Giuliani hopes to jumpstart his candidacy in Florida - a state that is crucial to his bid for the GOP presidential nomination. He directed his criticism at the Democrats seeking their party's nomination. And he wasn't the only White House hopeful on stage in the Sunshine State who was holding back from launching a full-out assault on his GOP rivals. There were a few sharp elbows, but none of the roundhouse punches the Democrats threw Monday night. In fact, the mood on-stage was, for the most part, oddly civil for a critical primary season faceoff. Even McCain (the new national front-runner, according to recent polls) and Romney (who told a crowd just hours before the debate that “most of the guns will be aimed at me”) escaped mostly unscathed.
It was the first debate of the post-Fred Thompson era, and it’s worth noting that his exit seems have had an unexpected effect on the race. Before he dropped out, some observers thought Mike Huckabee, who draws from the same evangelical base as Thompson, would benefit. Others predicted that John McCain, a close friend of the former Tennessee senator, would get a boost.
Still, while his chief fundraiser has joined Sen. John McCain's team already, Thompson has yet to back any of his former rivals – and the candidate who’s seen the biggest Florida gains since his exit has been Mitt Romney, with a small but significant uptick in the most recent surveys.
If Thompson were to back his former colleague McCain before Tuesday’s primary vote there, it might make a difference. But with the state’s primaries closed to independents, the Arizona senator has to be hoping the latest assessment from notoriously straight-talking mom Roberta McCain is off the mark this time. (When asked by C-SPAN’s Steve Scully this week how much support her son had from the GOP base, her immediate response was: “I don't think he has any.”)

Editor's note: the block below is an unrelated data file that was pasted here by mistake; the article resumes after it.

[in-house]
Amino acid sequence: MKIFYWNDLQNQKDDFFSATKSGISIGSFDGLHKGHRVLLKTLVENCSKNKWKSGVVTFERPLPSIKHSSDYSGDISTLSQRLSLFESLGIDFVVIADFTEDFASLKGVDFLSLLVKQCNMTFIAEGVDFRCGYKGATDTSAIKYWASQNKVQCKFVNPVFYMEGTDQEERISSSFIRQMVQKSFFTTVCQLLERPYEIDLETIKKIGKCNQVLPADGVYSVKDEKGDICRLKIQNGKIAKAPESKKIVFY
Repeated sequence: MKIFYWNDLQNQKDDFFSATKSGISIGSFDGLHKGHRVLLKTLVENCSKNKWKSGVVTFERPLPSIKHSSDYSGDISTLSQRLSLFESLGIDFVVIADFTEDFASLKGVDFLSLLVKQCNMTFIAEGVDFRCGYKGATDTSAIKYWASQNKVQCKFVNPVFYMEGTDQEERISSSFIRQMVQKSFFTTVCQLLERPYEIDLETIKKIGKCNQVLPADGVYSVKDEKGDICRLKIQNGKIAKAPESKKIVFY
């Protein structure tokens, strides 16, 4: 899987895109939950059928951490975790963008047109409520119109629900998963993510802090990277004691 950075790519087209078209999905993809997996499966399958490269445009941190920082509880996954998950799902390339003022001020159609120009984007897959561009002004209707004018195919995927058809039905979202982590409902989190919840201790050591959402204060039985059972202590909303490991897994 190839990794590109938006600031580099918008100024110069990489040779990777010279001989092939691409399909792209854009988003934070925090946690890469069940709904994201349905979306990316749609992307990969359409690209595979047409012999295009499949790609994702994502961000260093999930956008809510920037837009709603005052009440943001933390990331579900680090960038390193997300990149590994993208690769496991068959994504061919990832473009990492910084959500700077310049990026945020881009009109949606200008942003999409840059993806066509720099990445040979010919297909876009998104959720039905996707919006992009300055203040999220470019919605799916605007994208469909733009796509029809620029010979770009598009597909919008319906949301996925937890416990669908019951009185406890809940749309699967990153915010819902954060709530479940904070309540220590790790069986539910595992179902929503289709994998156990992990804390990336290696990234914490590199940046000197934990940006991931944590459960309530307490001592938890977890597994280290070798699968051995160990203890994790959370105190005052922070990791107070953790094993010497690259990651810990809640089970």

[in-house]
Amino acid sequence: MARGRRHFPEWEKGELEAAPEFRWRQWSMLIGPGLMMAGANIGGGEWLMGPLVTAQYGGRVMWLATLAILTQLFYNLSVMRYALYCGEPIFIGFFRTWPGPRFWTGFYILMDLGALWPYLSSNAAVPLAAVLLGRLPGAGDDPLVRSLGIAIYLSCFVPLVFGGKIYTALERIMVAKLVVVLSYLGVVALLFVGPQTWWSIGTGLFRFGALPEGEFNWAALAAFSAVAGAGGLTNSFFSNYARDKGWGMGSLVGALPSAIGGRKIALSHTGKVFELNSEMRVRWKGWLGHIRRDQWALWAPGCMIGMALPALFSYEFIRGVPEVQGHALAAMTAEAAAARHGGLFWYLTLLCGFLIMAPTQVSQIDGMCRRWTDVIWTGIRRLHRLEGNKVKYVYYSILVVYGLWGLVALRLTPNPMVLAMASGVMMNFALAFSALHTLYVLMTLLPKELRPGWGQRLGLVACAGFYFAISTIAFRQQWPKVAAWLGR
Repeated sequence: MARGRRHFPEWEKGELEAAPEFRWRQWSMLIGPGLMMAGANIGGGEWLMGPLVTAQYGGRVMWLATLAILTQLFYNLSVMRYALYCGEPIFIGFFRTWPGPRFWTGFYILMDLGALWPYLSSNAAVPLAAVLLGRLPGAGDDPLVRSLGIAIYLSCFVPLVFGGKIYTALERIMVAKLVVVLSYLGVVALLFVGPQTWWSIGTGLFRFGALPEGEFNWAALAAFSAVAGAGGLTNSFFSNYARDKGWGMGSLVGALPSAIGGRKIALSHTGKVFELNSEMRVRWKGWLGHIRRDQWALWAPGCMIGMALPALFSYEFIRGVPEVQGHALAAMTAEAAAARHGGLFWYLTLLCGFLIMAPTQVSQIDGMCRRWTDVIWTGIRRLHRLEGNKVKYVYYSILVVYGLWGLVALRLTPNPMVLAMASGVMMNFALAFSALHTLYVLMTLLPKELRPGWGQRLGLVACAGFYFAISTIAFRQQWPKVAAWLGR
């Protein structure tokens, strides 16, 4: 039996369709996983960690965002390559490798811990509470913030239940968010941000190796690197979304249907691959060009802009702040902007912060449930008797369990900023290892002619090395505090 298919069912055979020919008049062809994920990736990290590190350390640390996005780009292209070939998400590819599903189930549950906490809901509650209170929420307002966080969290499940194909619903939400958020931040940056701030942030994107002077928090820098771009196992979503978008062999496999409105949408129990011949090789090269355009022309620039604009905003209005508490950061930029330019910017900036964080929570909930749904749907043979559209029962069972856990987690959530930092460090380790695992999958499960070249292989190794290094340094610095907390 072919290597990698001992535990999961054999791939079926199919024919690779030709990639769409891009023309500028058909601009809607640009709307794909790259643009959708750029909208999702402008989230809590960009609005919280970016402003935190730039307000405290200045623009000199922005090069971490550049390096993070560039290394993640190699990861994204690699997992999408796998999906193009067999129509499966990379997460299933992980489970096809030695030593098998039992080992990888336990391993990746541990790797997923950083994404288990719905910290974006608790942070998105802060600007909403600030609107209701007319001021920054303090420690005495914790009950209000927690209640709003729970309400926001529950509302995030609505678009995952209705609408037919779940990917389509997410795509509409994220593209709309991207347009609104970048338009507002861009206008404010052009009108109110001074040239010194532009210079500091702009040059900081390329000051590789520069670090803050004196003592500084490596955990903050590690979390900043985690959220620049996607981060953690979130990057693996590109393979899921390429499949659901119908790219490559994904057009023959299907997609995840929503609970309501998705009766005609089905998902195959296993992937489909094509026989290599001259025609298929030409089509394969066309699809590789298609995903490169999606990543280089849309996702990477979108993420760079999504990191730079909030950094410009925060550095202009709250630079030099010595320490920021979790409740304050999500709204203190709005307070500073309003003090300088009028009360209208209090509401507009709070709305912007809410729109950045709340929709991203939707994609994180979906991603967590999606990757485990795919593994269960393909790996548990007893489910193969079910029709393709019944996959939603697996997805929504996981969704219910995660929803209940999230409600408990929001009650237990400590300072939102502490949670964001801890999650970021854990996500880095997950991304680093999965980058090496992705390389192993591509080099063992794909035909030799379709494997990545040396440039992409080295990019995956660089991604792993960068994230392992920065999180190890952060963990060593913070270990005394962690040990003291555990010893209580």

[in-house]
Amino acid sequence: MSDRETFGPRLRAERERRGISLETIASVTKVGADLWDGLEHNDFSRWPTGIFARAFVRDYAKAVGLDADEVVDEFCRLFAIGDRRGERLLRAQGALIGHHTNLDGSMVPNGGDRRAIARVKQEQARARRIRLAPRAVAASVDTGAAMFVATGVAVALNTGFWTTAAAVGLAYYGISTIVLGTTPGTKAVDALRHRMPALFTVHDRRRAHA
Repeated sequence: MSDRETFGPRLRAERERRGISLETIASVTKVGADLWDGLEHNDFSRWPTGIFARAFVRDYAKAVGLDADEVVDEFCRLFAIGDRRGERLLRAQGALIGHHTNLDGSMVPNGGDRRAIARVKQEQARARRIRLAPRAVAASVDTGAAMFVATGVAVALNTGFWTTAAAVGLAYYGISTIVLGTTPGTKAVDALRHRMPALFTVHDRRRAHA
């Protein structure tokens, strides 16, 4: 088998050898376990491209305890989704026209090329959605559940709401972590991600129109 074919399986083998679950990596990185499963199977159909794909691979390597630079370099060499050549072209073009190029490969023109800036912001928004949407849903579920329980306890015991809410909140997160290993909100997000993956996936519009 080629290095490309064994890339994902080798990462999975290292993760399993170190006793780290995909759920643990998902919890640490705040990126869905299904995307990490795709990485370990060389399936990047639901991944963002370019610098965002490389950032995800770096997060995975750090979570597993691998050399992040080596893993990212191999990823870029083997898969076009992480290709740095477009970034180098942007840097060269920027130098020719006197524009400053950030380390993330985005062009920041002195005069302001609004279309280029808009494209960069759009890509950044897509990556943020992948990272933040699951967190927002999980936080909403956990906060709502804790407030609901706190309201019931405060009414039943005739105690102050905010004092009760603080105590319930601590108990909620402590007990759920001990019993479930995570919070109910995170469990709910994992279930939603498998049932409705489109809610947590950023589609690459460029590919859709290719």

- CNN Associate Political Editor Rebecca Sinderbrand
Compiled by Jonathan Helman
CNN Washington Bureau
The Miami Herald: Republicans keep it civil
With just five days to go before Florida's do-or-die Republican primary, Thursday's nationally televised debate could have been a bloodbath. Instead, it was more like a Rotary Club forum, with rivals doling out compliments and only the occasional polite disagreement. When the candidates posed questions to their rivals, they tossed Nerf balls.
Politico: McCain benefits as GOP on best behavior
Careful not to appear overly negative just days before Florida Republicans go to the polls, the GOP presidential hopefuls largely played nice at their debate here on Thursday night.
The State: Edwards rises in S.C. polls
With only a day left before Saturday’s S.C. Democratic presidential primary, the former U.S. senator from North Carolina and S.C. native, John Edwards is making a move, tracking polls suggest.
CNN: Kucinich getting out
Rep. Dennis Kucinich will announce he is abandoning his long shot bid for the White House in a news conference Friday, his campaign confirms to CNN.
WSJ: For Edwards, a Role as Possible Kingmaker
Indeed, the question among many Democratic Party officials is this: Why doesn't Mr. Edwards fold his presidential campaign tent, just as Rep. Dennis Kucinich formally plans to do today, and Joseph Biden, Christopher Dodd and Bill Richardson have already done?